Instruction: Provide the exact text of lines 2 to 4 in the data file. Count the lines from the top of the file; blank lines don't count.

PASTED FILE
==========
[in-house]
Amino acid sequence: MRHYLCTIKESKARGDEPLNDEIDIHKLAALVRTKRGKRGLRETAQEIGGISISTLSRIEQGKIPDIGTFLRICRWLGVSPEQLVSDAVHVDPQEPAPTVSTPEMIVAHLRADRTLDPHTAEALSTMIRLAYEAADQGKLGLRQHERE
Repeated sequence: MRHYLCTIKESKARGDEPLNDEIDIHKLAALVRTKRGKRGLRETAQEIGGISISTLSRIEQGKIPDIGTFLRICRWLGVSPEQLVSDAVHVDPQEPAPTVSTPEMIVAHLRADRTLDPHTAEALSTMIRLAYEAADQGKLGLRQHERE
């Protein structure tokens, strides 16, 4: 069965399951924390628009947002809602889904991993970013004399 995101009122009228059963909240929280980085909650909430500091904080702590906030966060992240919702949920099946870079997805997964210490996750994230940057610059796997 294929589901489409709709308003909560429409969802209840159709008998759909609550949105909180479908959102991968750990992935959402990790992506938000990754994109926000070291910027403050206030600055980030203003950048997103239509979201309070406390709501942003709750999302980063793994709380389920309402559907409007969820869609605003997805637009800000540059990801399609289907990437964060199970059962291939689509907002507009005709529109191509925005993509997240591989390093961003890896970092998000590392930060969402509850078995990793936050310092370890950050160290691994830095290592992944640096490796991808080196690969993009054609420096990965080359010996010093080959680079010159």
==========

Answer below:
Amino acid sequence: MRHYLCTIKESKARGDEPLNDEIDIHKLAALVRTKRGKRGLRETAQEIGGISISTLSRIEQGKIPDIGTFLRICRWLGVSPEQLVSDAVHVDPQEPAPTVSTPEMIVAHLRADRTLDPHTAEALSTMIRLAYEAADQGKLGLRQHERE
Repeated sequence: MRHYLCTIKESKARGDEPLNDEIDIHKLAALVRTKRGKRGLRETAQEIGGISISTLSRIEQGKIPDIGTFLRICRWLGVSPEQLVSDAVHVDPQEPAPTVSTPEMIVAHLRADRTLDPHTAEALSTMIRLAYEAADQGKLGLRQHERE
């Protein structure tokens, strides 16, 4: 069965399951924390628009947002809602889904991993970013004399 995101009122009228059963909240929280980085909650909430500091904080702590906030966060992240919702949920099946870079997805997964210490996750994230940057610059796997 294929589901489409709709308003909560429409969802209840159709008998759909609550949105909180479908959102991968750990992935959402990790992506938000990754994109926000070291910027403050206030600055980030203003950048997103239509979201309070406390709501942003709750999302980063793994709380389920309402559907409007969820869609605003997805637009800000540059990801399609289907990437964060199970059962291939689509907002507009005709529109191509925005993509997240591989390093961003890896970092998000590392930060969402509850078995990793936050310092370890950050160290691994830095290592992944640096490796991808080196690969993009054609420096990965080359010996010093080959680079010159």